Public Relations' role in a CPA firm is larger than dealing with a crisis and media relations. For a CPA firm, effective Public Relations counsel provides proactive and measurable communication objectives to propel the firm forward and assist in business development.
Whether you currently use a Public Relations strategist or your CPA firm looks forward to incorporating PR into your strategic plan, CPA firms need to know:
- What to look for in a PR counselor
- What to expect
- Who are the target audiences
What to look for in a PR counselor
Work with a Public Relations professional who has achieved the esteemed APR (Accredited in Public Relations) designation. It is the PR industry's equivalent to a CPA, and the APR designation identifies those who demonstrate broad knowledge, experience, and professional judgment in the field of Public Relations. Your Public Relations agency should have at least one APR professional working on your account. If you employ someone in-house to direct communications programs, that person should hold or be pursuing (with the support of your firm) an APR.
What to expect
Expect your APR to be part of your management team and to create a communications plan with firm goals, measurable objectives, and effective strategies. From there, expect to play a role in executing some tactics to accomplish the goals of the plan. While your APR and/or PR agency will play the largest tactical role, firm resources, meeting specific deadlines, consistent messaging and full buy-in is vital to ensuring success. Further, cooperation and full disclosure of information allows a PR professional to accurately evaluate the plan, change strategies if necessary, and produce business development results.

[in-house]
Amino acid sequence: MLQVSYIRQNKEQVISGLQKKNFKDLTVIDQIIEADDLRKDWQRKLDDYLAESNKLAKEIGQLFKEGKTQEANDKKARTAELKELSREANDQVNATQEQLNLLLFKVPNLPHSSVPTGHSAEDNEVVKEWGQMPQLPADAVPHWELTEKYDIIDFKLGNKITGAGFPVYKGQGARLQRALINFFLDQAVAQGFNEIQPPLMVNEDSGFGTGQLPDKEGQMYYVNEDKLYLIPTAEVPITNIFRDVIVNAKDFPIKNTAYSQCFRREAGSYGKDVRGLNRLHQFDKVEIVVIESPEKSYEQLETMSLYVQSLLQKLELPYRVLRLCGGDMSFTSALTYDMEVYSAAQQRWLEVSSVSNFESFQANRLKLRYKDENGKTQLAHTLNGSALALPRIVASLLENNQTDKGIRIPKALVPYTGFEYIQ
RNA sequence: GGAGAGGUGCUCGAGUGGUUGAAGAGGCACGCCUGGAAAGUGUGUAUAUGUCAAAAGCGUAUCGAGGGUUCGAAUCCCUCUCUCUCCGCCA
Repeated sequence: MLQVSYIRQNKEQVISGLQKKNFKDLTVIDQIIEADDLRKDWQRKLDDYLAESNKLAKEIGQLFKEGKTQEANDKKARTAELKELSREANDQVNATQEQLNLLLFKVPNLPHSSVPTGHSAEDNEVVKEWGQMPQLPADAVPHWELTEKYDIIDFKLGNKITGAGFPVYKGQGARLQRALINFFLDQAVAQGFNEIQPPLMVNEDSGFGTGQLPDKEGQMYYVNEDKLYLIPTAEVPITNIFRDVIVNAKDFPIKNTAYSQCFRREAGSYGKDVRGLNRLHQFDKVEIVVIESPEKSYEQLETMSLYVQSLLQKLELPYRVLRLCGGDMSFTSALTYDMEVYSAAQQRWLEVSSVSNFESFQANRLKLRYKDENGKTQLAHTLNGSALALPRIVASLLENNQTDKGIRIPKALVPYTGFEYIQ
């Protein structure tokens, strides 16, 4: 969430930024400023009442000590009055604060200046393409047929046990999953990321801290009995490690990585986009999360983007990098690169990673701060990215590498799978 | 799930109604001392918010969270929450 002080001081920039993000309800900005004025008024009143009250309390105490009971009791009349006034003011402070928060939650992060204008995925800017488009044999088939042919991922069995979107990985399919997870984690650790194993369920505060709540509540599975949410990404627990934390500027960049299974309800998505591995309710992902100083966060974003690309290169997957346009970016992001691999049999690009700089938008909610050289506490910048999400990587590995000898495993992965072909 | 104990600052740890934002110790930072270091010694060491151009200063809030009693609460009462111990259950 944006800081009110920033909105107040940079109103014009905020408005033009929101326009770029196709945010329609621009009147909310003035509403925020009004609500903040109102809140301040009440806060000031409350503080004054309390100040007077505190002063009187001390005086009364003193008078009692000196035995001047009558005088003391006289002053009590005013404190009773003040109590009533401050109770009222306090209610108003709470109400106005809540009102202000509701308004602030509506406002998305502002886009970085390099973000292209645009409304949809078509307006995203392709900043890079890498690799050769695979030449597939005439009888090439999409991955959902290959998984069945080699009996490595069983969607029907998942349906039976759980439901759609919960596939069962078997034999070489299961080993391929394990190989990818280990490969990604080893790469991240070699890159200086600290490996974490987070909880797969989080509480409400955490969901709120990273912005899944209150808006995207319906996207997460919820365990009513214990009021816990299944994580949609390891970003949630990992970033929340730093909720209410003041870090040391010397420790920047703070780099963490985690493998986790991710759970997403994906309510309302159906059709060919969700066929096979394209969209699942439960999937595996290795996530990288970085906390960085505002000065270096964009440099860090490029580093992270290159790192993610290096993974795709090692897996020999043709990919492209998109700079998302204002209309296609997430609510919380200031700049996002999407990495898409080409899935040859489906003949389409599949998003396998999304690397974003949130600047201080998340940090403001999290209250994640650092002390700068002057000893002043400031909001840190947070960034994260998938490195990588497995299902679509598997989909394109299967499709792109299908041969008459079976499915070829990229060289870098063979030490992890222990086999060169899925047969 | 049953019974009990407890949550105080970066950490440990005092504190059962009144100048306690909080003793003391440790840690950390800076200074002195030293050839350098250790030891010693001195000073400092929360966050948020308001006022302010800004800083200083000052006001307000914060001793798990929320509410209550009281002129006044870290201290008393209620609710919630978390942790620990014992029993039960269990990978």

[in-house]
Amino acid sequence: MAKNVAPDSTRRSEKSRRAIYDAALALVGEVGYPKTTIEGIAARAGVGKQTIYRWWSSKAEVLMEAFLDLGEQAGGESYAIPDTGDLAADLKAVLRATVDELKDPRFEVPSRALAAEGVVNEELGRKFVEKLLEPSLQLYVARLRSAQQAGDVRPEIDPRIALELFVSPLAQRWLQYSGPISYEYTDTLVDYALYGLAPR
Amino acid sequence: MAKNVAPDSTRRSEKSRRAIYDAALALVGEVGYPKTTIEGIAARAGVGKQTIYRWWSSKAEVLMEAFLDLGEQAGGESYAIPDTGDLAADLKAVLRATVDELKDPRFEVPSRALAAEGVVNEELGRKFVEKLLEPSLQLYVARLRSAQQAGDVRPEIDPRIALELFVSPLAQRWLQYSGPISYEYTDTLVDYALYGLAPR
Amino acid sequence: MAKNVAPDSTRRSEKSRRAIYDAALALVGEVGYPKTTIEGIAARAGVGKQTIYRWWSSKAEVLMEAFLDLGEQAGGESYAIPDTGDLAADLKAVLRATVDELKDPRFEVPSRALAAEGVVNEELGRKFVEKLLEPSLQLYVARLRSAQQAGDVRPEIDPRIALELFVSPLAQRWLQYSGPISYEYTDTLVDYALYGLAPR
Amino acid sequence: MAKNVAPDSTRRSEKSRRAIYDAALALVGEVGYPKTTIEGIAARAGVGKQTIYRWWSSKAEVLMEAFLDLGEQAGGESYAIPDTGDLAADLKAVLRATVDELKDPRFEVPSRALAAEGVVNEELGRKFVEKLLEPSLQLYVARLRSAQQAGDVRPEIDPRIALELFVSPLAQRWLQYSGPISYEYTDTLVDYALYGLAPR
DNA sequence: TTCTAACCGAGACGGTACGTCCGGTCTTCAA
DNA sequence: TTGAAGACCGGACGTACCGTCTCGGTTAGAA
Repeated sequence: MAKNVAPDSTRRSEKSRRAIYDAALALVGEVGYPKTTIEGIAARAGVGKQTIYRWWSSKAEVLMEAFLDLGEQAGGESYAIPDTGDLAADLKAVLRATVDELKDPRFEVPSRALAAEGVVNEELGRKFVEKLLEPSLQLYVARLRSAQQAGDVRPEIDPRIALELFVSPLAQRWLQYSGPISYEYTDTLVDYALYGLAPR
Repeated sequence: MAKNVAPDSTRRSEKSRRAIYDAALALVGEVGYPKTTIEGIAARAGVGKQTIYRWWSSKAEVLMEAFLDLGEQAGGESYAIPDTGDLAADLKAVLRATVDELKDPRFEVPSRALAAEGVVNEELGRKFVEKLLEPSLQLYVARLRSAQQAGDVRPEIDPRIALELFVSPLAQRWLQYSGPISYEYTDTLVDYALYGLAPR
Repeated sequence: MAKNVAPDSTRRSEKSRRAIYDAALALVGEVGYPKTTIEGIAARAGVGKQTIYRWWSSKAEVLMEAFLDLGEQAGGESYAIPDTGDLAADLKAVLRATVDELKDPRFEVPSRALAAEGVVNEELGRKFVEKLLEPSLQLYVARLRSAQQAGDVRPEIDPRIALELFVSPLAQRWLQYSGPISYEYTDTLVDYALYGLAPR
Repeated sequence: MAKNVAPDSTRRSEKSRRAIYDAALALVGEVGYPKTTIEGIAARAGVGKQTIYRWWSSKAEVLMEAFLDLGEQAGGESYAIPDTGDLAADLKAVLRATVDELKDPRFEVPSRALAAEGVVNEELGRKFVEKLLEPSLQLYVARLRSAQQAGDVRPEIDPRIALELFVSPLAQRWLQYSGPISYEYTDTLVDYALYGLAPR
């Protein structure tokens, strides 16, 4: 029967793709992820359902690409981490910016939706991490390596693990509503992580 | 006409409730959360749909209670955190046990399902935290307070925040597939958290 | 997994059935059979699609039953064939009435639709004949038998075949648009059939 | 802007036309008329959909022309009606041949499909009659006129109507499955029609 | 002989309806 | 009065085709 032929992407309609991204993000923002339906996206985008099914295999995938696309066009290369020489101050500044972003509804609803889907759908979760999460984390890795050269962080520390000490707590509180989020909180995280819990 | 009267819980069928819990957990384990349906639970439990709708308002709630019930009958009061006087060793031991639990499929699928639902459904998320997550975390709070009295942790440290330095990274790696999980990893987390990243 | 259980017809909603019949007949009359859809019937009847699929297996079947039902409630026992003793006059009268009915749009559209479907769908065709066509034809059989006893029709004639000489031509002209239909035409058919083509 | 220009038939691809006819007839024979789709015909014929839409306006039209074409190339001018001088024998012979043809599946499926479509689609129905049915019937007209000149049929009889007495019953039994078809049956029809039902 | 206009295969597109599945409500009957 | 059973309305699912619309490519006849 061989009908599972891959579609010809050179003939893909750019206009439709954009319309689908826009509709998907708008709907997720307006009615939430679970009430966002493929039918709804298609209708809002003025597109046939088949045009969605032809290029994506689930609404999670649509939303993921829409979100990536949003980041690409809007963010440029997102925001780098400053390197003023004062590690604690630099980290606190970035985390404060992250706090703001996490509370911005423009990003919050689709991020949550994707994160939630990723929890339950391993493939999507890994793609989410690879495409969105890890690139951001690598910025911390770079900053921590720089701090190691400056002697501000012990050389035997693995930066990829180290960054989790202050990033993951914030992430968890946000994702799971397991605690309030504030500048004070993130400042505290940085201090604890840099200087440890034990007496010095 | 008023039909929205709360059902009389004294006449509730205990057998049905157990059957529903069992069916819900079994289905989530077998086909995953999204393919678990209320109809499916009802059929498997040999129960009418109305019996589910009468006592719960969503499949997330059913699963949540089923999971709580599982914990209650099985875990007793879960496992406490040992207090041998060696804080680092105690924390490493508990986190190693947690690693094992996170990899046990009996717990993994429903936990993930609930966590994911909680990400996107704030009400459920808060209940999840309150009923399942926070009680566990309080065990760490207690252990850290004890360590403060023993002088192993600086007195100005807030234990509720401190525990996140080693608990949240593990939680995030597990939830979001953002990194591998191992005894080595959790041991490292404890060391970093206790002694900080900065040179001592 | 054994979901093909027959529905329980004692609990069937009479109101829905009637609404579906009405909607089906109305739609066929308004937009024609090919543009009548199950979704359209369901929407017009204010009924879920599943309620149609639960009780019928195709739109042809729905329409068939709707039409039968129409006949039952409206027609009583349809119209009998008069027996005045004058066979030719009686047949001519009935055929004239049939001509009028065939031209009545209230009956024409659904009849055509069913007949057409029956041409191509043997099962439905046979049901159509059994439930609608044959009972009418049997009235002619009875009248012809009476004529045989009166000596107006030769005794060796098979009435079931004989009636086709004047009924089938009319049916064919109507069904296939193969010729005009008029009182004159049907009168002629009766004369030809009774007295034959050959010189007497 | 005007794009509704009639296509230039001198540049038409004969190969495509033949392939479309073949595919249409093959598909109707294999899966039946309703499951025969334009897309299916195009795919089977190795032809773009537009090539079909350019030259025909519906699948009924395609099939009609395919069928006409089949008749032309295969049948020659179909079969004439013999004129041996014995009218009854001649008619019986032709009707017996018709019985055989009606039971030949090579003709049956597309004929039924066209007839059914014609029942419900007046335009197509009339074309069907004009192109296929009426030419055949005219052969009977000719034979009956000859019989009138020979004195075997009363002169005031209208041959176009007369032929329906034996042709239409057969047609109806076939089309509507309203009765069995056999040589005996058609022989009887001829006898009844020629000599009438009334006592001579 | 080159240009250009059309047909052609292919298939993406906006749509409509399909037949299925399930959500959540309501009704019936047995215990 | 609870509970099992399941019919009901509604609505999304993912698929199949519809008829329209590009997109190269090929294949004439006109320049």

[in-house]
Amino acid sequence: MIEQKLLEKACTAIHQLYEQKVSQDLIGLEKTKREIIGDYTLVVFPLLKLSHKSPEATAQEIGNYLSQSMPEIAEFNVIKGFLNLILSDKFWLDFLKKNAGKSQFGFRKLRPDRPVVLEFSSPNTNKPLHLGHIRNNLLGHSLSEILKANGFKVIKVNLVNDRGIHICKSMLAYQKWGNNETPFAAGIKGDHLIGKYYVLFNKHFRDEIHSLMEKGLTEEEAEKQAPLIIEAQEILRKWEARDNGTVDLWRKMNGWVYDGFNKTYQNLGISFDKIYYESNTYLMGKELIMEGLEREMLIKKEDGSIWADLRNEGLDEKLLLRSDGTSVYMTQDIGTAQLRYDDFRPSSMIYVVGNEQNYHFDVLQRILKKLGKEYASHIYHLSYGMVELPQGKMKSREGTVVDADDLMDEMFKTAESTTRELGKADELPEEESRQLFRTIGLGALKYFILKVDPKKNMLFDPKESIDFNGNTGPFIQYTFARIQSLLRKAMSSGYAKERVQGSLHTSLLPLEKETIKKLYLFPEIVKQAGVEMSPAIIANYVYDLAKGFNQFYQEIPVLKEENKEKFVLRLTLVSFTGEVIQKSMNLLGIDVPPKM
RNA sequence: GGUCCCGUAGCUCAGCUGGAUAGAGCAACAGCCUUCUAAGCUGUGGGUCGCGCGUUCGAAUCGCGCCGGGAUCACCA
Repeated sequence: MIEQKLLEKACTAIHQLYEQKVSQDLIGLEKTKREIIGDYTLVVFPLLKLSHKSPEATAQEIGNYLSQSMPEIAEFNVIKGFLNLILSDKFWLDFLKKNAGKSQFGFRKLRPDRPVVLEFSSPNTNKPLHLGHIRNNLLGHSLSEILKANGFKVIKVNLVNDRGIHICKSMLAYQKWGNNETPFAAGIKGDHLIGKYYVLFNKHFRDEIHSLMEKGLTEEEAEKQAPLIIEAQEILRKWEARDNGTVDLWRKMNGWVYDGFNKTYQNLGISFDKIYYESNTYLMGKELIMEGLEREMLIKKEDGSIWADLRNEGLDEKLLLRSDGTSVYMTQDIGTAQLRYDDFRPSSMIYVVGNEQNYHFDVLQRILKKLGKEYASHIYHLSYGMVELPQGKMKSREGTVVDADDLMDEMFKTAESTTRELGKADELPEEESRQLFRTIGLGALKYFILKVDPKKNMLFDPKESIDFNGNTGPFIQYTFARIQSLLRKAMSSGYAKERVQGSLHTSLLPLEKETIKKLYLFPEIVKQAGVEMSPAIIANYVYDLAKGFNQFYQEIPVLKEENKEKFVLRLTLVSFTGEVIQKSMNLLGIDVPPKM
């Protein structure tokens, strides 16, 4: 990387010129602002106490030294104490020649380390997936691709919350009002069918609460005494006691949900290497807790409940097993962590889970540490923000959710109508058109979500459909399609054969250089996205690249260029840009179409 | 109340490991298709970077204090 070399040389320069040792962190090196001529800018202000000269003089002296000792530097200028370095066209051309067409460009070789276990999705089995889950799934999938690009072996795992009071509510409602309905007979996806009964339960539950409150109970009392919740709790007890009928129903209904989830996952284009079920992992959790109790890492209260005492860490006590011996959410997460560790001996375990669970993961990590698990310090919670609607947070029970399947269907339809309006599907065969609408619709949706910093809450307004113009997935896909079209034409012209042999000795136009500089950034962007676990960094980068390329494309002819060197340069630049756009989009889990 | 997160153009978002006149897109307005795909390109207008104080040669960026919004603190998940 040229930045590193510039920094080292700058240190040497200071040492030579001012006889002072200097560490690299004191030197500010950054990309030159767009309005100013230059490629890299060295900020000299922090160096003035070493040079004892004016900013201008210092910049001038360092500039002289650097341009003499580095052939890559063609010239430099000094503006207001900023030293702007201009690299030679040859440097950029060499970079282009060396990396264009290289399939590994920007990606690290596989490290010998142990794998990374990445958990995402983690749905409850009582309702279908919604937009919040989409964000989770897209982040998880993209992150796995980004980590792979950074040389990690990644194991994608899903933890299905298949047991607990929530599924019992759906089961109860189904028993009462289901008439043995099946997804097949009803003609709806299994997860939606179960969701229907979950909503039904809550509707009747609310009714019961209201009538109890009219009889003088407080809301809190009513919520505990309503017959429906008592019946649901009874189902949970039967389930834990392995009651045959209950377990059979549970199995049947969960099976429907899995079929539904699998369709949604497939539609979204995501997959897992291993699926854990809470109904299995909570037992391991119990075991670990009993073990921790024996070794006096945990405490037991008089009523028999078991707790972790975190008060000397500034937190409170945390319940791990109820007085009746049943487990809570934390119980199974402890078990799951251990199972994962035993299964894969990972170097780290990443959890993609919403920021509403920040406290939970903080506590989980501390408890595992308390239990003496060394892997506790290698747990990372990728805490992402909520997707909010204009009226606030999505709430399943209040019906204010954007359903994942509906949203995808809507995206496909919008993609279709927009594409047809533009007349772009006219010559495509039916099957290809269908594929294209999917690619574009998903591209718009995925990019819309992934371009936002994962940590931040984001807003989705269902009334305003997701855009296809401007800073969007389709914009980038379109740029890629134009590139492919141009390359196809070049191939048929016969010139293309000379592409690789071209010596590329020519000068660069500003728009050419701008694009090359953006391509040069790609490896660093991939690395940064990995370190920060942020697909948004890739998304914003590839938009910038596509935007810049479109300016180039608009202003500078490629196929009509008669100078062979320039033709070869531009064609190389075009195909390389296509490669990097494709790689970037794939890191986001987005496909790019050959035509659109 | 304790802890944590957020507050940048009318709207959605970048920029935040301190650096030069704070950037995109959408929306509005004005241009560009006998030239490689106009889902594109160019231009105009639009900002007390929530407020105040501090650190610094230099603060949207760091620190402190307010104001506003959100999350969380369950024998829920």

Who are your target audiences?
Be prepared to define your CPA firm's strengths and target audiences. Public Relations is a science of measurable outcomes as communications impact the buying behaviors of your target audience(s). If, for instance, your firm has an expertise in manufacturing and a desire to grow that practice area, your communications plan will include messages targeted specifically to and for manufacturing leaders, trade publications, existing clients, and others in that field who can serve your business development goals. Your PR counselor should probe and play an integral part in defining all your target audiences with you.
Professional Public Relations counsel brings CPA firms a partner in accomplishing business development goals. With a plan to follow and goals to meet, a PR professional serves as the proactive visionary for the firm's long-term growth.
"Business Development: Resources to Use" is an eight part series written exclusively for AccountingWEB. The series' authors are Jill Mercer, president of Wilson-Mercer Marketing and Vanessa Stiles, president of Victory Sun, Inc. Visit their websites at www.wilsonmercer.com and www.wearevictorysun.com.
Other articles in this series: